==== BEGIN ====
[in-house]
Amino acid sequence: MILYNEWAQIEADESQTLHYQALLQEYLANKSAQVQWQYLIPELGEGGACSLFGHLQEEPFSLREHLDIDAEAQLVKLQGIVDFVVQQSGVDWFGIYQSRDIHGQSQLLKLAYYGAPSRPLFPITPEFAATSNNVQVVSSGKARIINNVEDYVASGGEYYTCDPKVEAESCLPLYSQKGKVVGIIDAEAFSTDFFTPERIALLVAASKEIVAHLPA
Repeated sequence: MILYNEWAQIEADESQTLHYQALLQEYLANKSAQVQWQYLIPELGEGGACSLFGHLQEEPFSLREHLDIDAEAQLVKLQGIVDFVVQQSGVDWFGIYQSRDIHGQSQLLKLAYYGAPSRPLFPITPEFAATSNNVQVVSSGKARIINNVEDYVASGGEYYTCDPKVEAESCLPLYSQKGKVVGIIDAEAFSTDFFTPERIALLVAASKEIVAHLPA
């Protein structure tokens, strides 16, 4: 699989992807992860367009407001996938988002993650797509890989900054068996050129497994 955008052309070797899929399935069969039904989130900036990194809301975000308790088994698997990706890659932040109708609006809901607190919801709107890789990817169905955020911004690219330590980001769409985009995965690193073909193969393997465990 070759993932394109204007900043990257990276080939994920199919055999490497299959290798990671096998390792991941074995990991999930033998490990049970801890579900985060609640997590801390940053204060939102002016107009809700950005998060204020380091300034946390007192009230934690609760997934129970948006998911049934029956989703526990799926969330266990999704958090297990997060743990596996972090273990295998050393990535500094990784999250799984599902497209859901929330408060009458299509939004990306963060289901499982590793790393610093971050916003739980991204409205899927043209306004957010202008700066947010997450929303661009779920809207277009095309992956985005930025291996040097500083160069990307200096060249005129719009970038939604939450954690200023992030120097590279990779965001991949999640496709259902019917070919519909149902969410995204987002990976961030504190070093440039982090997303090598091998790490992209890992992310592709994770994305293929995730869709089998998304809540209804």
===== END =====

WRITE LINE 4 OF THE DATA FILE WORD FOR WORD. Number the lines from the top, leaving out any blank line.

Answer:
């Protein structure tokens, strides 16, 4: 699989992807992860367009407001996938988002993650797509890989900054068996050129497994 955008052309070797899929399935069969039904989130900036990194809301975000308790088994698997990706890659932040109708609006809901607190919801709107890789990817169905955020911004690219330590980001769409985009995965690193073909193969393997465990 070759993932394109204007900043990257990276080939994920199919055999490497299959290798990671096998390792991941074995990991999930033998490990049970801890579900985060609640997590801390940053204060939102002016107009809700950005998060204020380091300034946390007192009230934690609760997934129970948006998911049934029956989703526990799926969330266990999704958090297990997060743990596996972090273990295998050393990535500094990784999250799984599902497209859901929330408060009458299509939004990306963060289901499982590793790393610093971050916003739980991204409205899927043209306004957010202008700066947010997450929303661009779920809207277009095309992956985005930025291996040097500083160069990307200096060249005129719009970038939604939450954690200023992030120097590279990779965001991949999640496709259902019917070919519909149902969410995204987002990976961030504190070093440039982090997303090598091998790490992209890992992310592709994770994305293929995730869709089998998304809540209804």